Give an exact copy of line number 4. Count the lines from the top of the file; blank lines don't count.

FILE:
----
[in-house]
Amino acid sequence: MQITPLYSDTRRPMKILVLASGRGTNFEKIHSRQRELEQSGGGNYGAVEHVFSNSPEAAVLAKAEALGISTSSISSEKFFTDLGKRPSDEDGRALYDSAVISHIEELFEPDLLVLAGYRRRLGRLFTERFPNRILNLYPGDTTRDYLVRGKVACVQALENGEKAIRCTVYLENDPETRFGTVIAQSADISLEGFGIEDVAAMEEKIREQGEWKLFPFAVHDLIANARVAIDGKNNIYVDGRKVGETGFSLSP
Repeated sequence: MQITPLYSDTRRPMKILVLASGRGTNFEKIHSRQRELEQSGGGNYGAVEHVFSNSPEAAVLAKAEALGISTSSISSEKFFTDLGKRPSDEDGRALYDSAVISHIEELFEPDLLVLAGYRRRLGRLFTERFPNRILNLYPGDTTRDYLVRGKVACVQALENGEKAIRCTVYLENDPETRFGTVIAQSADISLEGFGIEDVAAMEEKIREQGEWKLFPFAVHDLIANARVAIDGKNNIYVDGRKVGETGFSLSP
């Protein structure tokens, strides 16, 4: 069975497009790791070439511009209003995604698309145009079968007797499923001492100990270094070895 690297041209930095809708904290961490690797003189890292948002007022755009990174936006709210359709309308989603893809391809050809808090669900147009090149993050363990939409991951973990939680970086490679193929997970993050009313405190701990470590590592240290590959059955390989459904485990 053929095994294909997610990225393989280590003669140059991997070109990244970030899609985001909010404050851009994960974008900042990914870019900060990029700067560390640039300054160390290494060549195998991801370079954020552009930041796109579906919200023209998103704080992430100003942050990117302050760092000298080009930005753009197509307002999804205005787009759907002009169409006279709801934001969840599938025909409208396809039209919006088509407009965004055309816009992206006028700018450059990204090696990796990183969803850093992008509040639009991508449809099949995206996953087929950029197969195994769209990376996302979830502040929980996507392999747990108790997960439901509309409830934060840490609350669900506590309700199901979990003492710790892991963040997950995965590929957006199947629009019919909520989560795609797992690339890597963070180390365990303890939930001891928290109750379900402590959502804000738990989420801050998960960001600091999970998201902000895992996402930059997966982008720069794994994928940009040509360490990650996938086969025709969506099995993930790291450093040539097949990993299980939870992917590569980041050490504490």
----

């Protein structure tokens, strides 16, 4: 069975497009790791070439511009209003995604698309145009079968007797499923001492100990270094070895 690297041209930095809708904290961490690797003189890292948002007022755009990174936006709210359709309308989603893809391809050809808090669900147009090149993050363990939409991951973990939680970086490679193929997970993050009313405190701990470590590592240290590959059955390989459904485990 053929095994294909997610990225393989280590003669140059991997070109990244970030899609985001909010404050851009994960974008900042990914870019900060990029700067560390640039300054160390290494060549195998991801370079954020552009930041796109579906919200023209998103704080992430100003942050990117302050760092000298080009930005753009197509307002999804205005787009759907002009169409006279709801934001969840599938025909409208396809039209919006088509407009965004055309816009992206006028700018450059990204090696990796990183969803850093992008509040639009991508449809099949995206996953087929950029197969195994769209990376996302979830502040929980996507392999747990108790997960439901509309409830934060840490609350669900506590309700199901979990003492710790892991963040997950995965590929957006199947629009019919909520989560795609797992690339890597963070180390365990303890939930001891928290109750379900402590959502804000738990989420801050998960960001600091999970998201902000895992996402930059997966982008720069794994994928940009040509360490990650996938086969025709969506099995993930790291450093040539097949990993299980939870992917590569980041050490504490």